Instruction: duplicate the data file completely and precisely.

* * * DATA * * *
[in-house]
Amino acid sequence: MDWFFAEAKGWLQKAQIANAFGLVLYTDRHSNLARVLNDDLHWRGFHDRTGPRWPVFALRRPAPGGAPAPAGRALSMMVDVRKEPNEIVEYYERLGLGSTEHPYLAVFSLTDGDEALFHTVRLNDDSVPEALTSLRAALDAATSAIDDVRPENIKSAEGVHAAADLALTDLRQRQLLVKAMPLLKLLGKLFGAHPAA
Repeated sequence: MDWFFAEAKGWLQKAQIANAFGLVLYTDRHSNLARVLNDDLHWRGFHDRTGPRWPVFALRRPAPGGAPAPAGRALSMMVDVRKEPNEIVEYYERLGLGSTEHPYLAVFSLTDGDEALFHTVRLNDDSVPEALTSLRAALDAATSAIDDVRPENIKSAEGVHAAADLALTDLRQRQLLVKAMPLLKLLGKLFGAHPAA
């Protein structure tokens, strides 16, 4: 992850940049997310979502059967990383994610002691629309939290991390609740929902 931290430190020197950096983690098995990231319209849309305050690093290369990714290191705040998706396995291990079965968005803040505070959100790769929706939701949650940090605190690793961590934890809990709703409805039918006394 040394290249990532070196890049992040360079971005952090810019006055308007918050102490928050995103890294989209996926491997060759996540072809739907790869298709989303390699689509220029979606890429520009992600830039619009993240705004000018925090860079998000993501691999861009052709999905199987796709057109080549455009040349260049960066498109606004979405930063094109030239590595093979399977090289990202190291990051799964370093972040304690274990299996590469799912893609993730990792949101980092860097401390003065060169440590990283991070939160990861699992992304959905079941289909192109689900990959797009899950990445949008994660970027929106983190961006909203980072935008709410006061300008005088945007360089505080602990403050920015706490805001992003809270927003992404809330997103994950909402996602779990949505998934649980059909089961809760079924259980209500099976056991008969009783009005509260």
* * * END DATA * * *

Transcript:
[in-house]
Amino acid sequence: MDWFFAEAKGWLQKAQIANAFGLVLYTDRHSNLARVLNDDLHWRGFHDRTGPRWPVFALRRPAPGGAPAPAGRALSMMVDVRKEPNEIVEYYERLGLGSTEHPYLAVFSLTDGDEALFHTVRLNDDSVPEALTSLRAALDAATSAIDDVRPENIKSAEGVHAAADLALTDLRQRQLLVKAMPLLKLLGKLFGAHPAA
Repeated sequence: MDWFFAEAKGWLQKAQIANAFGLVLYTDRHSNLARVLNDDLHWRGFHDRTGPRWPVFALRRPAPGGAPAPAGRALSMMVDVRKEPNEIVEYYERLGLGSTEHPYLAVFSLTDGDEALFHTVRLNDDSVPEALTSLRAALDAATSAIDDVRPENIKSAEGVHAAADLALTDLRQRQLLVKAMPLLKLLGKLFGAHPAA
């Protein structure tokens, strides 16, 4: 992850940049997310979502059967990383994610002691629309939290991390609740929902 931290430190020197950096983690098995990231319209849309305050690093290369990714290191705040998706396995291990079965968005803040505070959100790769929706939701949650940090605190690793961590934890809990709703409805039918006394 040394290249990532070196890049992040360079971005952090810019006055308007918050102490928050995103890294989209996926491997060759996540072809739907790869298709989303390699689509220029979606890429520009992600830039619009993240705004000018925090860079998000993501691999861009052709999905199987796709057109080549455009040349260049960066498109606004979405930063094109030239590595093979399977090289990202190291990051799964370093972040304690274990299996590469799912893609993730990792949101980092860097401390003065060169440590990283991070939160990861699992992304959905079941289909192109689900990959797009899950990445949008994660970027929106983190961006909203980072935008709410006061300008005088945007360089505080602990403050920015706490805001992003809270927003992404809330997103994950909402996602779990949505998934649980059909089961809760079924259980209500099976056991008969009783009005509260």